Apr 25, 2010
This week’s reading introduced the topic of Democracy on the internet and reasons why the internet is not fully democratized today. Both the Dahlberg and Papacharissi articles address a new concept dubbed the Virtual Sphere, a descendant of Habermas Public Sphere. The Public Sphere is the idea that people can get together in society and form a generalized public opinion on issues and use that to influence political decisions and legislation. The Virtual Sphere is the Public Sphere created through the internet. As a society that lacks political support and participation as a whole (decrease in the Public Sphere), the belief by many is that the internet can turn this around and be the avenue in which a “democratic utopia” can rise (379). However, there are many reasons why the internet is not fully democratized today that both articles discuss. Three of the main points addressed in the readings are information access (who has access to the internet? haves and have-nots), racism and prejudices, and commercialization.
Information access brings in an idea that we discussed and read about a few weeks ago – the digital divide. For the people that have access to the internet and technology, the web can be a very valuable resource for political participation. However, only a select few in the world get to experience the internet. As Dahlberg states,”the thousands of factory workers throughout the world, working long hours for low wages, producing the technological componentry of the net, are very unlikely to ever be part of the celebrated ‘global community’ (76). Therefore, it is tends to be mostly the middle-upper class that ever get the opportunity to voice their opinion on issues using the internet. According to Papcharissi, an experiment on this issue was conducted and the political debate posts were dominated by only a select few elites. So, while the internet can be open area for discussion, the fact that only a small portion of the population can use it makes the internet “exlusive, elitest, and far from ideal” (383). However, I believe that as the digital divide begins to shrink with cheaper technology and countries working to give as many people as possible internet, the web will become more democratic over time.
Another reason why the internet is not fully democratized yet is that race and ethnicity prejudices find their way online. The enthusiastic supporters of the web claim that the internet can connect people from all over the globe in one location instantly, but that does not take away that people hold prejudices against each other. In Public Education Network (PEN) and soc.culture.india, users frequently intimidate other people from joining in on a discussion based on cultural backgrounds (385). This shows that people will not necessarily be more understanding of backgrounds just because they are online and will potentially just use the internet to express ‘hasty opinions,’ rather than rational and focused discourse (385). As Papchaissi states, just because there is “greater participation in political discussion does not automatically result in discussion that promotes democratic ideals” (385). I believe that as people around the globe continue to be more receptive and understanding of each other in face-to-face contact, this issue online will disappear.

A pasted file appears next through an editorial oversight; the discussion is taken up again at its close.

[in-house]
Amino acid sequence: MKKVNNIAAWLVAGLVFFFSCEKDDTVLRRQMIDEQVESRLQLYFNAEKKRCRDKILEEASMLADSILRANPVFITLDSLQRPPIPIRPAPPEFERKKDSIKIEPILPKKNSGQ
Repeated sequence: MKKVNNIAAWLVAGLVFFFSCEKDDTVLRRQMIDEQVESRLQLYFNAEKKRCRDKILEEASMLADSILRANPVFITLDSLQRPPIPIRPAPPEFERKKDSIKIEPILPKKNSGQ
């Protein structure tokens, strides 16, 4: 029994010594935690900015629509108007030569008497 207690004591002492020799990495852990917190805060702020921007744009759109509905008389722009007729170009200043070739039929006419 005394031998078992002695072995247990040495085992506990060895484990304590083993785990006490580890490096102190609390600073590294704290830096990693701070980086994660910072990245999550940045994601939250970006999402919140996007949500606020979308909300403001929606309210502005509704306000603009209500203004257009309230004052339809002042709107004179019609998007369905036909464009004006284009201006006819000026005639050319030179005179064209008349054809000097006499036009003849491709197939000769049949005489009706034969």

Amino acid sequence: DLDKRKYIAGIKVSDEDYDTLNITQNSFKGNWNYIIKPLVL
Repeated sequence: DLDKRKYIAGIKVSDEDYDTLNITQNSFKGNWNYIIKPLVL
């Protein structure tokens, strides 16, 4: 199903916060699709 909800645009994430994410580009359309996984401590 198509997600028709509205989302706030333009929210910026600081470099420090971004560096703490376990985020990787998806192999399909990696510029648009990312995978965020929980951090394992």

The last major reason that the internet is not fully democratized yet, and actually may never be, is commercialization. As stated by Dahlberg, “a private, commercial net means that certain types of information and communication, those which are most marketable, become privileged over others” (75). I completely agree with this statement. When something is commercialized, the main purpose is to make money. Therefore, the money-making information, etc. will be the most prevalent, even though it is not the most important. Banners and portals will be added to to websites to bring in advertising revenue (386). I think commercialization will therefore skew political information and decrease information regarding to public welfare in exchange for profitable media.
So while it appears that the internet has the potential to become democratized, the issues discussed above are holding it back. I believe that both the information access (digital divide) and cultural difference issues are ones that are beginning to be addressed and solved as cheaper technology becomes available and people become more understanding. I am more worried about the commercialization aspect because it is very hard for a corporation to do something against making money. Unless the information regarding to the social welfare is the biggest money maker, I feel as though the internet will never reach its full democratic potential.
Note: I found it very interesting that the Papacharissi used John McCain as an example of a politician who used the internet to his advantage. I know this was written before the 2008 presidential election, but I find it ironic because Barack Obama was able to reach so many young voters because of his extremely high use of facebook, twitter, and his own personal website. Younger voters could relate more to Obama using the internet because of his young age, but not as much McCain. I think this is why Obama’s internet use benefited him more on election day.